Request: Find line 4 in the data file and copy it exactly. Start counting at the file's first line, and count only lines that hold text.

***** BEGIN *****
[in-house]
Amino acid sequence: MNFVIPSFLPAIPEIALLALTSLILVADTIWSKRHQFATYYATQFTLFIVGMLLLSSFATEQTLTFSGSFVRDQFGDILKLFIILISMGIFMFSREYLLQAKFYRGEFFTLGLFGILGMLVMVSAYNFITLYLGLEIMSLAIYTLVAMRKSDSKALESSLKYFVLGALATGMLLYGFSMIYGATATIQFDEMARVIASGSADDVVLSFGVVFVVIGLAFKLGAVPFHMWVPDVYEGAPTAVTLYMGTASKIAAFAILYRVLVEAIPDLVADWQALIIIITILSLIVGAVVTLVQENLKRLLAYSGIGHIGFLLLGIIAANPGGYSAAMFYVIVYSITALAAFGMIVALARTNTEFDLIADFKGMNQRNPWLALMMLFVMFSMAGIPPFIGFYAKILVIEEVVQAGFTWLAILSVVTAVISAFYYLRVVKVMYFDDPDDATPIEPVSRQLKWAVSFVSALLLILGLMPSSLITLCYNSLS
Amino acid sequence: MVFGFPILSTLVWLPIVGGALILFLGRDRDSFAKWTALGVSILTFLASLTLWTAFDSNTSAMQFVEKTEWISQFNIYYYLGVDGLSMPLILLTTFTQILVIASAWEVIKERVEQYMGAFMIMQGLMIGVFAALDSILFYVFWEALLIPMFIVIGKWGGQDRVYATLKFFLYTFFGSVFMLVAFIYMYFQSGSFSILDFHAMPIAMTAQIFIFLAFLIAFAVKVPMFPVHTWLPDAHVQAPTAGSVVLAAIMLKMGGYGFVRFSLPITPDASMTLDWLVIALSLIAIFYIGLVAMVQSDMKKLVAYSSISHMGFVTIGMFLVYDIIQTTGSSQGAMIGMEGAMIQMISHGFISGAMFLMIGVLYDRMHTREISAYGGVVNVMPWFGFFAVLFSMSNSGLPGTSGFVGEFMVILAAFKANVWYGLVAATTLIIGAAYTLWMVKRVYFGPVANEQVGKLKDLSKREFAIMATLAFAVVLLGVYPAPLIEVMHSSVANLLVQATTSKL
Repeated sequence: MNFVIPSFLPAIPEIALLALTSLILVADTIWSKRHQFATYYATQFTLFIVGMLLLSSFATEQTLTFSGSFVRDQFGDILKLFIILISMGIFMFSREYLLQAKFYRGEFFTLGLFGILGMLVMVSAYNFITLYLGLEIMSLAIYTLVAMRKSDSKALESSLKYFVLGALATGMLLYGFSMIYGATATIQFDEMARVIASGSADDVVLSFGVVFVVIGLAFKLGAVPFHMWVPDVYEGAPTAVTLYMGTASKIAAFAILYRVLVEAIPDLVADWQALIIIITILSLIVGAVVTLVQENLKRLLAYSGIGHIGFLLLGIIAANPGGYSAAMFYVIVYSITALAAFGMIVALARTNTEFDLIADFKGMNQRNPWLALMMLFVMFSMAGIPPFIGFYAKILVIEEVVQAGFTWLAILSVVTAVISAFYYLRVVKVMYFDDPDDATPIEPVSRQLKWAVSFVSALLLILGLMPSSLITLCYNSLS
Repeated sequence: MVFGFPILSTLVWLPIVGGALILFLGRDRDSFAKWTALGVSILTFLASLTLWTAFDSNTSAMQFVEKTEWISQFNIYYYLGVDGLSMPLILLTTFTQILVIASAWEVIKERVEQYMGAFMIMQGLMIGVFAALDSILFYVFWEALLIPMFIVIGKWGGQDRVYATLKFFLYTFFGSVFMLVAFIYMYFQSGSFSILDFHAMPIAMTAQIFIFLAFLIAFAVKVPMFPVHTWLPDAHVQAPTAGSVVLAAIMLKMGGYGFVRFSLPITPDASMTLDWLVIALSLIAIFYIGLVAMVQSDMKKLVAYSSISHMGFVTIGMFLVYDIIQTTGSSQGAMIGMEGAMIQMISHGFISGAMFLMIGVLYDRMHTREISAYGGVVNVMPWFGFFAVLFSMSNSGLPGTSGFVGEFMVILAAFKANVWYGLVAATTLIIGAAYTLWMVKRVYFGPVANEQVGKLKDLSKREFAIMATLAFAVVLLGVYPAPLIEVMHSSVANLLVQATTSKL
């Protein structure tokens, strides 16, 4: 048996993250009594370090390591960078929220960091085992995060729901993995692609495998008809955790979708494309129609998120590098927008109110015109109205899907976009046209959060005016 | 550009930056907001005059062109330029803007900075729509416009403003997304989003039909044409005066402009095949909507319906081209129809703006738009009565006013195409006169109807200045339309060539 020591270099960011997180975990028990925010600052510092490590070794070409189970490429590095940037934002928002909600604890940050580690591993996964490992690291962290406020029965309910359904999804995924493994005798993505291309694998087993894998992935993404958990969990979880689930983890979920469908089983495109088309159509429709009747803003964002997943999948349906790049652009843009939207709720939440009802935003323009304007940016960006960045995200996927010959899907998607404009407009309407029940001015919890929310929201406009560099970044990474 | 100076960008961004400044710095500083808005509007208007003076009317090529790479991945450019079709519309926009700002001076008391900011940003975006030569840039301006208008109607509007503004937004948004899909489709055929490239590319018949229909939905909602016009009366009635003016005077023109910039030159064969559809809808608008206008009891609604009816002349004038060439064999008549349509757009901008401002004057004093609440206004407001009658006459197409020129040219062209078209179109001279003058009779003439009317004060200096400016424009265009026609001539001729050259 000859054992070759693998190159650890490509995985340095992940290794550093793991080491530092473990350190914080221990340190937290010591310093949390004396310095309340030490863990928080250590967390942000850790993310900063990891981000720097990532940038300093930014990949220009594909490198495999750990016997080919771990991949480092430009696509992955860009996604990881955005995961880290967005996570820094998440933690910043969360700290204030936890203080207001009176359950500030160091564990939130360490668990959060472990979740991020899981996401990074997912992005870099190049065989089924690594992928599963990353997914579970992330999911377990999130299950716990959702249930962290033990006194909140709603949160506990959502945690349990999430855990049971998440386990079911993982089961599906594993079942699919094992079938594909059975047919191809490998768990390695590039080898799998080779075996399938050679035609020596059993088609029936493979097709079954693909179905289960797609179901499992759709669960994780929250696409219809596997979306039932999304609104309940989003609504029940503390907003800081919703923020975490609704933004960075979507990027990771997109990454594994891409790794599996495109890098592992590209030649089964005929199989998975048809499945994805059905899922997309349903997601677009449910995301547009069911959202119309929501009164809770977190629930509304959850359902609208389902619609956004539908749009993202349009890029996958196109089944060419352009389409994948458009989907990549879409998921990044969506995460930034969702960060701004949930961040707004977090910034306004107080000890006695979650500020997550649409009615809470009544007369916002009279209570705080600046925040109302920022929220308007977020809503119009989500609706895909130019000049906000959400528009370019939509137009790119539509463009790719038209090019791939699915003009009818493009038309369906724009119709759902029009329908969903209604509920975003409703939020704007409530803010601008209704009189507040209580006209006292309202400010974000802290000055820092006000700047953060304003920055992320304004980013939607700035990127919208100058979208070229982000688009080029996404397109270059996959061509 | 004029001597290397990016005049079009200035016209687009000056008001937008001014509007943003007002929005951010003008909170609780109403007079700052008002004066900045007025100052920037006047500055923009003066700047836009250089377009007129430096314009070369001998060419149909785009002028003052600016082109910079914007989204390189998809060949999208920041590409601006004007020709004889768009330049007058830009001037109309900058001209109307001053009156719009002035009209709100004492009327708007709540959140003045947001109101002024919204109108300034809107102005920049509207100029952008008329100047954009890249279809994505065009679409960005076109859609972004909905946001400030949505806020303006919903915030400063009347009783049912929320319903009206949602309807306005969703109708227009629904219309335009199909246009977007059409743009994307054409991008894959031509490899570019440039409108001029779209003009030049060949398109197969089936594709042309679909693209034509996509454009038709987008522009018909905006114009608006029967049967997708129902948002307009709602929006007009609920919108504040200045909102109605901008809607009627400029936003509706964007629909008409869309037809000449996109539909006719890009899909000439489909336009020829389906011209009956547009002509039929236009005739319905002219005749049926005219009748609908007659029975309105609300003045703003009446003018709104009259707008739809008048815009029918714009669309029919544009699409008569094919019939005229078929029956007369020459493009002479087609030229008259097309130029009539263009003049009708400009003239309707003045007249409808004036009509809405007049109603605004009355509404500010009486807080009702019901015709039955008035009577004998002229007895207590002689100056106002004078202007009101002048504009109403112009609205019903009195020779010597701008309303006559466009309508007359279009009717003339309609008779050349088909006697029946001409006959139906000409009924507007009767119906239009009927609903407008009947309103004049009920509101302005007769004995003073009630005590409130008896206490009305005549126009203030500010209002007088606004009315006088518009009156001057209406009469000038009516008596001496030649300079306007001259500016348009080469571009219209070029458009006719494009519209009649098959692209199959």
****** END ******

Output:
Repeated sequence: MNFVIPSFLPAIPEIALLALTSLILVADTIWSKRHQFATYYATQFTLFIVGMLLLSSFATEQTLTFSGSFVRDQFGDILKLFIILISMGIFMFSREYLLQAKFYRGEFFTLGLFGILGMLVMVSAYNFITLYLGLEIMSLAIYTLVAMRKSDSKALESSLKYFVLGALATGMLLYGFSMIYGATATIQFDEMARVIASGSADDVVLSFGVVFVVIGLAFKLGAVPFHMWVPDVYEGAPTAVTLYMGTASKIAAFAILYRVLVEAIPDLVADWQALIIIITILSLIVGAVVTLVQENLKRLLAYSGIGHIGFLLLGIIAANPGGYSAAMFYVIVYSITALAAFGMIVALARTNTEFDLIADFKGMNQRNPWLALMMLFVMFSMAGIPPFIGFYAKILVIEEVVQAGFTWLAILSVVTAVISAFYYLRVVKVMYFDDPDDATPIEPVSRQLKWAVSFVSALLLILGLMPSSLITLCYNSLS